The last place Jordan Foster and Samantha Wettasinghe thought they would end up was on the ticket for pres- ident and vice president of their college student government.

Neither Foster or Wettashinghe, both rising seniors, had any initial interest in getting involved with student govern- ment when they first walked on to campus four years ago, but both gravi- tated towards the organization as they became more involved with the school.

The two are running for the 2013-2014 school year on a five point plan titled “Experience Mason”. Students can read more about the plan on sg.gmu.edu.

We know school so well, know students and administration so well. We feel a big positive change coming to Mason. We don’t know what it is, but between the GMU Pink Nation movement, the article in C2M about meal places for the homeless and our placement in the environmental bracket, we’re really excited. All these students are getting so active and putting Mason on the board with homegrown student movements.

Jordan Foster, Presidential Candidate

Foster, who was heavily involved in student government in high school and served both as class council pres- ident and student government presi- dent thought that he would leave his campaigning days behind when he came to Mason.

Halfway through his freshman year, he realized his mistake and gravitated back to student government.

“When I’m involved with a school or organization, I want to know how I can make the experience better for every- one,” Foster said. “How can we do things in a unique way that pleases mostly everyone?”

Wettasinghe, who unlike most students involved in student govern- ment is an IT major, was recruited after she created the campaign video for current president Alex Williams.

Before getting involved with Patriot Leaders the summer before her soph- omore year, Wettasinghe considered

herself apathetic to the college lifestyle. “I had no plans of getting involved. I had no plans of making friends. I wasn’t against it, but I wasn’t going to go out of the way to do it,” Wettasinghe said. “I was here for academics. But after I lived on Brunswick floor my freshman year and then became a Patriot Leader, I started to go to events and go out and learn about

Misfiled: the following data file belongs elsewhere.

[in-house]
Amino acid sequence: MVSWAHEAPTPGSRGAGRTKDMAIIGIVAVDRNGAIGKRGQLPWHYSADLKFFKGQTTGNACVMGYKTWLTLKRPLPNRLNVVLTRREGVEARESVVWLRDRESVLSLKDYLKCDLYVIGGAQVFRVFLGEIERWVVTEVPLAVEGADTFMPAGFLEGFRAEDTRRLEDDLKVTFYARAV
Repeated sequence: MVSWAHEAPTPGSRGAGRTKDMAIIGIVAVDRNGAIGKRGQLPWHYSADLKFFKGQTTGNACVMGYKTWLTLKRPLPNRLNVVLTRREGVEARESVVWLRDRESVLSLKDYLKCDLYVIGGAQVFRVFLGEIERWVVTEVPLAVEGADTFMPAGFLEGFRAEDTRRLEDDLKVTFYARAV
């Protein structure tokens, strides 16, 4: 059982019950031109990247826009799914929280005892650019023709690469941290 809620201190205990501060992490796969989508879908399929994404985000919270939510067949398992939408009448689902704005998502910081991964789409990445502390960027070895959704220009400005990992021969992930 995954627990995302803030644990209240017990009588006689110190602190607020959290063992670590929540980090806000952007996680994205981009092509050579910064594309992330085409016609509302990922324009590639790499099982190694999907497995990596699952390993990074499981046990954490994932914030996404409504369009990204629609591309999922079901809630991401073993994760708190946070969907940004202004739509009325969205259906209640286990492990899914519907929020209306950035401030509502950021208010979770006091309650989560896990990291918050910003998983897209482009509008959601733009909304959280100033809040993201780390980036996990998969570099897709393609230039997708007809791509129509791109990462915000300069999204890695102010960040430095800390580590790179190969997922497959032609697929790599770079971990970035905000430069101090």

this school.”

Foster, who is currently the vice president, and Wettasinghe, who is currently the chief of staff, say they have the expe- rience and passion to continue on the work they have both been contributing to under Williams’ administration.

Following the lead of several mentors in student government who have gone off the status quo and been successful, Foster hopes to make signficant changes next year.

“I’ve built off of their knowledge and gotten so much information from differ- ent corners of school,” Foster said.

They plan to continue Williams’ initia- tive to strengthen the bond with the administration, faculty and staff, which Foster highlights as one of the major successes of the 2012-2013 year.

Now that student government has a more solid relationship with the admin- istration, Foster hopes to reach out and make better connections with the student body.

I cannot even explain to people how much pride I have for Mason. It’s something everyone should have feeling of. I want to give that feeling to everyone, even the people who have a harder time getting involved. You should feel proud of your school, feel involved and feel like you’re living a legacy.

Samantha Wettasinghe, Vice Presidential Candidate

“We are looking at Mason more as a whole. How do studetns fit into this mass, this working organ, without getting lost in the rustle and tumble?,” Foster said. “We would like to send liasons to each of the schools and colleges so that when we

need to work with them and get in touch, we’ll have a much easier time.”

This initiative will include a relation- ship with Mason’s satellite campuses in Prince William and Arlington, where Foster hopes to set up student govern- ment offices to facilitate more connec- tion and work between the campuses.

“I’m the kind of person who wants to do everything and touch everything. I really want to have caucuses each week with different groups of students with their own identity, be it Black, Hispanic, the Greek community or students with disabilities,” Foster said. “It will be a different way to talk to students and see how they’re feeling at Mason.”

Despite the difficulty, Foster appre- ciates being able to be privy to both adminstrator and student concerns and challenges.

“From what I’ve learned from Alex, the hardest part of the job is the balance of being in the middle of being a student and being a quasi-administrator. How to work well with both groups, and how to work as liason is a struggle,” Foster said.

Though Foster and Wettasinghe are running unopposed on the formal ballot, Foster stresses that they are not skating through the election process.

“We’re still talking to organizations and getting to know people and you can read our platform online. We even have buttons,” Foster said.


5 Point Plan: Experience Mason

  1. Inclusion: Reaching out to student organizations to create a working relationship with everyone–including on and off campus students, across all three campuses.
  2. Academics: Encourage the relationships student government has with individual colleges and schools at Mason.
  3. Safety: Safety must extend beyond the police department. There should be a stronger focus on student conduct and campus safety policies as a whole.
  4. Advocacy: Achieve a better balance in what administrators know about the students. Bad behavior should not be the primary issue.
  5. Spirit: Mason should be a reflection of the community that students desire. Mason should feel like home, whether they are at a basketball game or eating at Southside.